There’s an “epic” amount of cash on the sidelines as investors assess a slowing U.S. economy and the debt-ceiling debate in Washington, according to Rick Rieder, chief investment officer of global fixed income at BlackRock. “I’ve never seen so much money sitting in cash,” Rieder said Tuesday during a BlackRock media briefing at its New York office on markets and the firm’s new, actively managed exchange-traded funds.
Related: A debt-ceiling deal will spark a new worry: Who will buy the deluge of Treasury bills? Rieder is the lead portfolio manager of the new BlackRock Flexible Income ETF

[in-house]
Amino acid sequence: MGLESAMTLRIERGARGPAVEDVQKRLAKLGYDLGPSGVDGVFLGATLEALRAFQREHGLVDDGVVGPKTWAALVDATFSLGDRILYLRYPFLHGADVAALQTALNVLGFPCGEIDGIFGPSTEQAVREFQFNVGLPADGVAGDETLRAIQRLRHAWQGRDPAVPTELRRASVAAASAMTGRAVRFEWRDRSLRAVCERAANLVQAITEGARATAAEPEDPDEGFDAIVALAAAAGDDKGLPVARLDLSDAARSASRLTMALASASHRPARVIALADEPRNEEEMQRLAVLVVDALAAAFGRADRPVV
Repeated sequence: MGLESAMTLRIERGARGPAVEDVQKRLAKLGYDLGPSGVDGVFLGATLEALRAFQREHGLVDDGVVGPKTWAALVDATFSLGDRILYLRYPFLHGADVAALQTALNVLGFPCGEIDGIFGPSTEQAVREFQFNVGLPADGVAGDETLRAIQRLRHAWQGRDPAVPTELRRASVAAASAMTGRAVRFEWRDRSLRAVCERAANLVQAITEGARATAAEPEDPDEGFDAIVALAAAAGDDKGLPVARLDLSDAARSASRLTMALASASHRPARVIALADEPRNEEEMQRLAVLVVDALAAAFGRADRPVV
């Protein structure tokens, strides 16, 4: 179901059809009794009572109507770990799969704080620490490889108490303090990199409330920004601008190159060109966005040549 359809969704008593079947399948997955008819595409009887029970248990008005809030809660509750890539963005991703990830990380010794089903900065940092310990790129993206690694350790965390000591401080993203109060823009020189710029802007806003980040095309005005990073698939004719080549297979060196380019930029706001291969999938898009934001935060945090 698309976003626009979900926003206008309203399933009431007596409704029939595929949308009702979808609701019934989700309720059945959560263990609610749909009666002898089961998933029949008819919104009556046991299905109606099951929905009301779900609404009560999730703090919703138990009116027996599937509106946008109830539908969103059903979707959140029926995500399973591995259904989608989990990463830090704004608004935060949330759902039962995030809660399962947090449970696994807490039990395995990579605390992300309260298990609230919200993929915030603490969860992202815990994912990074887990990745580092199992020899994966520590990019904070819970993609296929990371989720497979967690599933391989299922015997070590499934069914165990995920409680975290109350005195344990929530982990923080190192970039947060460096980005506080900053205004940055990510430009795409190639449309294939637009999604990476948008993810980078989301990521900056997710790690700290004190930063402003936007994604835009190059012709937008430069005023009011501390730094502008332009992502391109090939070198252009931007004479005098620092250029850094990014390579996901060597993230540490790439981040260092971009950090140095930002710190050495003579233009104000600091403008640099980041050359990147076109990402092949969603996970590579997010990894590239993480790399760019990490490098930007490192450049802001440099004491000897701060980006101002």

the first active ETF managed by Rieder, according to a BlackRock statement on Tuesday. Rieder said during the briefing that he sees a “very high probability” that a debt-ceiling deal gets done ahead of a looming deadline for Congress to lift it or leave the U.S. facing the possibility of soon running out of cash to pay all its bills. Market disruption from the U.S. defaulting on its debt would be “significant,” as Treasury bills are used as “collateral” globally, he said. Read: Debt-ceiling angst sends Treasury bill yields toward 6% As portfolio manager of the BlackRock Flexible Income ETF, Rieder said he’s targeting a yield of “just under 7%.” The rise in interest rates over the past year has made it possible to target such a yield in debt markets with less risk-taking than would have been needed at the end of 2021, according to Rieder. He plans to invest opportunistically, including in areas harder for many investors to reach in “complex” fixed-income markets, such as exposures to mortgages and collateralized loan obligations. In his view, the U.S. economy is in “better shape” than many people give it credit for at this stage in the cycle. While growth is slowing, Rieder said he doesn’t see a “deep recession” impending, citing a low unemployment rate, wage growth and excess savings in the economy. He anticipates the Federal Reserve may pause its rate hikes at its next policy meeting, as inflation has been easing even if it remains “sticky” in core services. The Fed has aggressively raised rates over the past year in a bid to bring down hi …
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